Romani recognised as an expanding European language
Romani dialects are now taught across Europe.
Research into the Romani language and its dialects has helped develop the first ever online multi-dialect dictionary. We have also influenced policy in Europe; most significantly, governments now monitor their promotion of Romani through the European Charter for Regional or Minority Languages.
Roma are among the most vulnerable and marginalised populations in Europe: until recently, their language has been disregarded. Our research has helped individuals and authorities to learn about Romani language and cultural heritage.
Key tools and applications:
- An educational DVD has been downloaded 40,000 times and sent to over 8,000 educational outlets
- An online multi-dialect dictionary called Romlex has 70,000 users annually
- A new linguistics website informs about the language and has 25,000 annual visitors from more than 40 countries
- A European network of research assistants of Romani background has been set up
Several organisations in Europe are also acting on our research-led policy recommendations:
- The Expert Committee for the European Charter on Minority or Regional Languages now encourage recognition of Romani and supports the documentation of Romani dialects
- The Council of Europe’s Language Policy Division now supports teaching and learning in Romani through the European Curriculum Framework which serve as the basis for the development and delivery of Romani language programmes in 10 different countries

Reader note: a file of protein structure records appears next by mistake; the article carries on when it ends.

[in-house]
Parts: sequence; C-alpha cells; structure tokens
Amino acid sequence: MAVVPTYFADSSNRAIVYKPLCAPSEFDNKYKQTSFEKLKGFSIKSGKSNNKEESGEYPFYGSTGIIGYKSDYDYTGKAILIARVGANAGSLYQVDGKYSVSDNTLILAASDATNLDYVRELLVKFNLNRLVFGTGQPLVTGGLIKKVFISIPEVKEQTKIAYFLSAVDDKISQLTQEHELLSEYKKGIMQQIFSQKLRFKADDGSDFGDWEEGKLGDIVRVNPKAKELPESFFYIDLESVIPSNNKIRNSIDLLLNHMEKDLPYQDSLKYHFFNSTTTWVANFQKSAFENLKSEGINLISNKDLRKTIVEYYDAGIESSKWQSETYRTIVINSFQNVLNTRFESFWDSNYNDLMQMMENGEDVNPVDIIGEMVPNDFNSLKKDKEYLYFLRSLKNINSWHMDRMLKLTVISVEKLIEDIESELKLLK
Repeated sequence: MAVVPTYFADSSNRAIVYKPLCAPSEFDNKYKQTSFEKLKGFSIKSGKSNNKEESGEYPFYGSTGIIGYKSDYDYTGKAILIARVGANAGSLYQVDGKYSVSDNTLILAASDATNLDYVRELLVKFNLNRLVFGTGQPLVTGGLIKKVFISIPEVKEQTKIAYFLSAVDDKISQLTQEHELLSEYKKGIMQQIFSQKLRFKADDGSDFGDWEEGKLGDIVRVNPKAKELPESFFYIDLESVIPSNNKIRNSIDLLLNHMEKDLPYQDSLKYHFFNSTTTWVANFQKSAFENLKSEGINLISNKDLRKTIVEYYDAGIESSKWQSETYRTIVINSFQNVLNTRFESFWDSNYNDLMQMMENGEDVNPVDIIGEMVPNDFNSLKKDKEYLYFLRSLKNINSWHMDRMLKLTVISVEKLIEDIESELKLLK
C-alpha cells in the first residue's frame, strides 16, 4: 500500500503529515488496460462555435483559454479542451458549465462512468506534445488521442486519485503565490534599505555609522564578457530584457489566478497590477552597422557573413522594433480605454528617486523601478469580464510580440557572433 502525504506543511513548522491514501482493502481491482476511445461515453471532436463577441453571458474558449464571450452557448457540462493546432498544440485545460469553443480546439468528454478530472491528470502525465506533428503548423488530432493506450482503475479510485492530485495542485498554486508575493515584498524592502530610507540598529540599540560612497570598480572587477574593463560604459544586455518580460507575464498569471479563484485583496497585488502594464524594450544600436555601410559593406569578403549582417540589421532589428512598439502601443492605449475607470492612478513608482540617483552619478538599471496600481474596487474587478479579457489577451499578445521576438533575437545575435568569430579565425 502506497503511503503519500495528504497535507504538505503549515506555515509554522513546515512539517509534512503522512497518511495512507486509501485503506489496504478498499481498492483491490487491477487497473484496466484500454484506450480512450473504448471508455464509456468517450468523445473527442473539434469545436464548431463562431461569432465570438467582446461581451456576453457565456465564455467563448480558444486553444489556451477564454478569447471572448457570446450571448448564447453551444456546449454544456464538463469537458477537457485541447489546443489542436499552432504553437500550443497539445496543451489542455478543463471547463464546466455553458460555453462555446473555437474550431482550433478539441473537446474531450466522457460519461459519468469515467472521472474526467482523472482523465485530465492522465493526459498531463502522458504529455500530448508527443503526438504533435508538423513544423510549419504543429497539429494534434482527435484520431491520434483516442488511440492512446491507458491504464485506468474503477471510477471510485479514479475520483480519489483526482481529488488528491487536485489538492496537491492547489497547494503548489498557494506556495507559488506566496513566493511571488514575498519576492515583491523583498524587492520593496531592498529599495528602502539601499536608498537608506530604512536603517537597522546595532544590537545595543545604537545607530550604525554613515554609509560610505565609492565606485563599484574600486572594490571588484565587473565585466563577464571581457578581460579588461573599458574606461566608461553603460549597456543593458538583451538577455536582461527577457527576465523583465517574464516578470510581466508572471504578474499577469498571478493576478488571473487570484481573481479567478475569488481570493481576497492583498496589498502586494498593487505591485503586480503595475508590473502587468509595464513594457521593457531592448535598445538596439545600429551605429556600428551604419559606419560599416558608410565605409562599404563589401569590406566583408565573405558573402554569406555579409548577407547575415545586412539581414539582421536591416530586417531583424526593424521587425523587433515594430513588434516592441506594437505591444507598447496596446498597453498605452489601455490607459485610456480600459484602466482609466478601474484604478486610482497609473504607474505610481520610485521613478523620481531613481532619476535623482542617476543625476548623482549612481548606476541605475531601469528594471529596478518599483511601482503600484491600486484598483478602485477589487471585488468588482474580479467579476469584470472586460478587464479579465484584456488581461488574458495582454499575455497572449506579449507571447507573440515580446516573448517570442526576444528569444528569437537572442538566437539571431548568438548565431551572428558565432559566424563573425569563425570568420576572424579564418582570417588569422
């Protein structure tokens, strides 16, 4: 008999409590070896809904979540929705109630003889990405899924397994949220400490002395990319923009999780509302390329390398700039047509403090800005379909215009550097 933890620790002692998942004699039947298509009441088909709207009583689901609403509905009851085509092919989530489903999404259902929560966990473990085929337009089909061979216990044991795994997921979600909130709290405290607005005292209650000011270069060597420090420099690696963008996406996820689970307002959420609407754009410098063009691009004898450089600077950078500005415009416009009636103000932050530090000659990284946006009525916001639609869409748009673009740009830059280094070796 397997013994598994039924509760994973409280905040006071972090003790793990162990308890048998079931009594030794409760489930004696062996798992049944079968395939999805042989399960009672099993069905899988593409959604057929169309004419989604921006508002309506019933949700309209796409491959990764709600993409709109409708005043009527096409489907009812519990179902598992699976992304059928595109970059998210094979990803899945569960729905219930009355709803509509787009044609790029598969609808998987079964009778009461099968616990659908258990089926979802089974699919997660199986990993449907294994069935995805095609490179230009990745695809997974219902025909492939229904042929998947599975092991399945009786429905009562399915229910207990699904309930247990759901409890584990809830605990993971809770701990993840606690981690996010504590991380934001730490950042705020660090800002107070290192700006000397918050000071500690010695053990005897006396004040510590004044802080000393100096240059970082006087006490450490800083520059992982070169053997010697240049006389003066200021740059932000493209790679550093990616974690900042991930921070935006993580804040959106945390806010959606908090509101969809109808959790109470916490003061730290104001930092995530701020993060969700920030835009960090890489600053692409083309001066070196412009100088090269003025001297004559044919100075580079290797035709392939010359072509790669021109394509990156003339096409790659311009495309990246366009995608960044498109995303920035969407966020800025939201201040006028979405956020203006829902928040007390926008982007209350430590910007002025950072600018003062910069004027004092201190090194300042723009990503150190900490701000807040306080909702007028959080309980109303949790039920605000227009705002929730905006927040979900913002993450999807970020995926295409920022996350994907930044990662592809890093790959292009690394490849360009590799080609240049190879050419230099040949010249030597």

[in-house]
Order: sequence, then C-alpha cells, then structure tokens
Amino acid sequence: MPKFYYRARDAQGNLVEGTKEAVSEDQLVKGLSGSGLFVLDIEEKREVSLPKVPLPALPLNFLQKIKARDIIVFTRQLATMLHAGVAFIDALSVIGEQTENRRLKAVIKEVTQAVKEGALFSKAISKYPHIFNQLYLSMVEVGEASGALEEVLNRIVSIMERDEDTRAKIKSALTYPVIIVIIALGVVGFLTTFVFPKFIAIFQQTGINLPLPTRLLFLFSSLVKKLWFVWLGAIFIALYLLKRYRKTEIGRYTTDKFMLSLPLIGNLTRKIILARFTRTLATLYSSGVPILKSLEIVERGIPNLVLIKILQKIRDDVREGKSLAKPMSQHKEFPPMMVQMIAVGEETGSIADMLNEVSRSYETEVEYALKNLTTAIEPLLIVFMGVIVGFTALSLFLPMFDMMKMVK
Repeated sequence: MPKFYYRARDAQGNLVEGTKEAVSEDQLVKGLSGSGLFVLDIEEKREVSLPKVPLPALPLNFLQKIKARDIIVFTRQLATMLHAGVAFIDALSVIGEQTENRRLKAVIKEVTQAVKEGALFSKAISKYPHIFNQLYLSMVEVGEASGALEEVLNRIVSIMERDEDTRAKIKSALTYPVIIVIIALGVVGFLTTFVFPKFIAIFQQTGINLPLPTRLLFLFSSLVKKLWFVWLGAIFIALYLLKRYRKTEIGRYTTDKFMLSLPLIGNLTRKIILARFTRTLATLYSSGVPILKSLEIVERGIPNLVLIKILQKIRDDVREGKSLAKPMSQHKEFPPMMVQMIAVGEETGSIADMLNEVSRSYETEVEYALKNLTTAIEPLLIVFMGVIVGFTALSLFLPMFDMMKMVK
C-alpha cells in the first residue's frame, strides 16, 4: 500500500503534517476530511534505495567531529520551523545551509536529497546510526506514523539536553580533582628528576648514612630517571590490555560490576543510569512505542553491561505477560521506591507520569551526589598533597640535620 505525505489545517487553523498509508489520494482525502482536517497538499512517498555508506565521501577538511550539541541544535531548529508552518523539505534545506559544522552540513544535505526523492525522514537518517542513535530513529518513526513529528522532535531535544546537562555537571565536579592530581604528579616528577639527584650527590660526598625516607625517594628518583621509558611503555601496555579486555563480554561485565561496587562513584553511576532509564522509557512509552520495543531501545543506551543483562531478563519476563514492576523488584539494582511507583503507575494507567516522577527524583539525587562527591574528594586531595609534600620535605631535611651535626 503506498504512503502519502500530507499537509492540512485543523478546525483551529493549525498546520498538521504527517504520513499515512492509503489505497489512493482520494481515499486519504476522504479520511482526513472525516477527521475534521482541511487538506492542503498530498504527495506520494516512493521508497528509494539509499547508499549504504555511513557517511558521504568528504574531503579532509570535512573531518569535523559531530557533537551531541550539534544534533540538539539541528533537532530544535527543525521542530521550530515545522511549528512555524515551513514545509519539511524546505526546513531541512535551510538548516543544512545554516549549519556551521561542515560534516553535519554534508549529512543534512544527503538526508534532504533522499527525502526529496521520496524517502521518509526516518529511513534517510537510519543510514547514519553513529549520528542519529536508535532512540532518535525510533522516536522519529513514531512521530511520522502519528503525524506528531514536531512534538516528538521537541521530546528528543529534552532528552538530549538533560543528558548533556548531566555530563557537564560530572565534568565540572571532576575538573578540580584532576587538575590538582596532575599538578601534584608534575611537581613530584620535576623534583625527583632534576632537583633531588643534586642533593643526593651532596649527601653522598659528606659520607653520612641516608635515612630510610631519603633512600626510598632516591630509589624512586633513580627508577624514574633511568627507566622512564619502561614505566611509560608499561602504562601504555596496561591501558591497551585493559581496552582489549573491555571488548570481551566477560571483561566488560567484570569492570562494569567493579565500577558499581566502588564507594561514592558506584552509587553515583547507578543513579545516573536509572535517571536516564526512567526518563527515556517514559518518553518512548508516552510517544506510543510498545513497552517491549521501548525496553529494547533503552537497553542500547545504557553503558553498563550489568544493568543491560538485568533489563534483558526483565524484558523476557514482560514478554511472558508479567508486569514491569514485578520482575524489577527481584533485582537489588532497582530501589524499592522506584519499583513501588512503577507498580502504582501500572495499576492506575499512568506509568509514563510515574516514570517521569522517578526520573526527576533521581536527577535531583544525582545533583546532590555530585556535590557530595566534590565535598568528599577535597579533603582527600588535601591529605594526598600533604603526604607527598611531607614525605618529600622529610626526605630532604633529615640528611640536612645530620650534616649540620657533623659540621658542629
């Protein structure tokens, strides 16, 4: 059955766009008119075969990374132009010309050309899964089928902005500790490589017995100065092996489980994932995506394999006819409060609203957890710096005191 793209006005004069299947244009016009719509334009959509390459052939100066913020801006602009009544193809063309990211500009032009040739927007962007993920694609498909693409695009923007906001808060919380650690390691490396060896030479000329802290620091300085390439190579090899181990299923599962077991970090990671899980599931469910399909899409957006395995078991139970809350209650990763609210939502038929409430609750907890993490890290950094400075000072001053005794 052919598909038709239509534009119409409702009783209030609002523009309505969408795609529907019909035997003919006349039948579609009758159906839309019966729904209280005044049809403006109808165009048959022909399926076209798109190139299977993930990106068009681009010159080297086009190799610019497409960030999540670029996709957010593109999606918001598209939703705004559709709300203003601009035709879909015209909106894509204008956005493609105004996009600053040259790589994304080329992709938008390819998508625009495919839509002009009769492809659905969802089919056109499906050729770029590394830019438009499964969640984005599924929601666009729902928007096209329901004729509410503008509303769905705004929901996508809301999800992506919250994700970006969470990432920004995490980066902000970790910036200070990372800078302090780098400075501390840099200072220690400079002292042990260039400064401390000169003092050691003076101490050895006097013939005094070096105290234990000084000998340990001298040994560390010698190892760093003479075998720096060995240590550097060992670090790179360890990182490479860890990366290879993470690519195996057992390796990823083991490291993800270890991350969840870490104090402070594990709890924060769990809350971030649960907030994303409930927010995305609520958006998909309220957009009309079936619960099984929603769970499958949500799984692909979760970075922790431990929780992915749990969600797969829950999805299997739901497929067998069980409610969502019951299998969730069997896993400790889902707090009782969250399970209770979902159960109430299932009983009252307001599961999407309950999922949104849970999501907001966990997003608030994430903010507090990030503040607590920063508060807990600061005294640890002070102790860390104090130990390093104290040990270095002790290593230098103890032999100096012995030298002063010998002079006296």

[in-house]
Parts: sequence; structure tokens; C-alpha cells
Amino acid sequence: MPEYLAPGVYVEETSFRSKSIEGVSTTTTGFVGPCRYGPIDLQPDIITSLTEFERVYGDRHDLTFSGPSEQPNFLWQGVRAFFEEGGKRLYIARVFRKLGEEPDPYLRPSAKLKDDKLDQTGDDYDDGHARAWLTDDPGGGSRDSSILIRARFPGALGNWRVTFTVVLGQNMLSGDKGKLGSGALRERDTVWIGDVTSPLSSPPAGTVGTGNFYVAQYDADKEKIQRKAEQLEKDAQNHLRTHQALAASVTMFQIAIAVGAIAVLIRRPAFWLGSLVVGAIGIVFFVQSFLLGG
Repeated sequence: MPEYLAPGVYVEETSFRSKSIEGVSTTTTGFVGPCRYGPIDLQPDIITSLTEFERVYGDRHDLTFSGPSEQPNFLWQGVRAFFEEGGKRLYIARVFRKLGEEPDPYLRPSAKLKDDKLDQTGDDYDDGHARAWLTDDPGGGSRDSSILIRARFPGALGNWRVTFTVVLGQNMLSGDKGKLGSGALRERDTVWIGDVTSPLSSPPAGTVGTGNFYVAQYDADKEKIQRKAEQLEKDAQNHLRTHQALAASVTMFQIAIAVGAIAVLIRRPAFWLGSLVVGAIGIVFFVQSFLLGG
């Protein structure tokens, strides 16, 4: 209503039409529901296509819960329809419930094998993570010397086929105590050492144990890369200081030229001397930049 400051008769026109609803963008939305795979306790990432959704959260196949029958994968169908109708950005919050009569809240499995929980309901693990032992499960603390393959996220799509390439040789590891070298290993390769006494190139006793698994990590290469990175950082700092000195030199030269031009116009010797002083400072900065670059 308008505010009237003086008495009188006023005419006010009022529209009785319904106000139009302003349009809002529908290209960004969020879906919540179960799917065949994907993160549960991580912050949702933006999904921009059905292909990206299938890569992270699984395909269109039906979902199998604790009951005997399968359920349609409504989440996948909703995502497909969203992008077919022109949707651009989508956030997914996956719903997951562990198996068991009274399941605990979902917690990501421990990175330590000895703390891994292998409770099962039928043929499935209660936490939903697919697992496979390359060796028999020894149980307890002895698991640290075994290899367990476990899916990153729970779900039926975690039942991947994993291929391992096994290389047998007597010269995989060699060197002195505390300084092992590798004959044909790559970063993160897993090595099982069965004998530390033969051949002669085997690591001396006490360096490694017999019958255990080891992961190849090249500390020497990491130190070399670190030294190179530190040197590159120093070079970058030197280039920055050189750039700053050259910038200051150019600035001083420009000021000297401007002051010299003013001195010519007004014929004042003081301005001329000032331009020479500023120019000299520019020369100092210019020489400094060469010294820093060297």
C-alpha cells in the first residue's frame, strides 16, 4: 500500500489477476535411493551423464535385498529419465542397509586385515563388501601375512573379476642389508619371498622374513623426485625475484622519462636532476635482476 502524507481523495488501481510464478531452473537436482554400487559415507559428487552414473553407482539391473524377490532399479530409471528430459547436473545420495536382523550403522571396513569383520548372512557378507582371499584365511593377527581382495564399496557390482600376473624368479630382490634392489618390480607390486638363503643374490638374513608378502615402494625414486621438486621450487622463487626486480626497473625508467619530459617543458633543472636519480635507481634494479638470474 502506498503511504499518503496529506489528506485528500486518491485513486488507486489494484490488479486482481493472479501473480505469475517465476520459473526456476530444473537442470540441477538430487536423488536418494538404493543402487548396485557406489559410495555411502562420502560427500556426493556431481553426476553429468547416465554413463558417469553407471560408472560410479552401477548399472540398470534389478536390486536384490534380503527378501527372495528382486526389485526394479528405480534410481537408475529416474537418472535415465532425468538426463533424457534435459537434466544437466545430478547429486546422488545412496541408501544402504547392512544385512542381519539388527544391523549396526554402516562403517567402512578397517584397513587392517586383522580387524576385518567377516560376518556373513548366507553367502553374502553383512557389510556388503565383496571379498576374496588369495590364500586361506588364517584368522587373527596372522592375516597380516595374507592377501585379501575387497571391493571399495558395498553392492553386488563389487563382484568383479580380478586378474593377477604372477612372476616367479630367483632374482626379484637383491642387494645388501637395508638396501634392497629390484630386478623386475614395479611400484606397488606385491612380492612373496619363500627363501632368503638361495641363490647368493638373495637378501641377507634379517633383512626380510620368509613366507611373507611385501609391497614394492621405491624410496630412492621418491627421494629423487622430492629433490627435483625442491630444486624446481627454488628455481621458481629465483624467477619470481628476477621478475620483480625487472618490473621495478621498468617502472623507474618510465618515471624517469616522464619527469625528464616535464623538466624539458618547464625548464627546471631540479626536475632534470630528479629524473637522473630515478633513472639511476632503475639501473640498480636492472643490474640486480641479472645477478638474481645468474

- The European Union has sponsored two projects to design educational materials to teach Romani
- The UK’s Ethnic Minority Achievement Unit and the Traveller Education Services have circulated our audio-visual educational tools which encourage Roma to explore the origins, history and structure of their ancestral language
Our researcher team collaborated with The University of Graz, Austria, and Aarthus University, Denmark, to assess the prevalence and dynamics of the modern Romani language.
The researchers were responsible for:
- Assessing the public use of written Romani and how new technologies are aiding a ‘bottom-up’ expansion of written Romani in multiple dialects
- Evaluating data on the structural variation of 150 varieties of Romani from 22 countries
- Interviewing speakers of 'Angloromani' – a Romani-derived vocabulary amongst English and Welsh Gypsies
- Assessing lexical variation by analysing Romani dictionaries, native speakers and electronic texts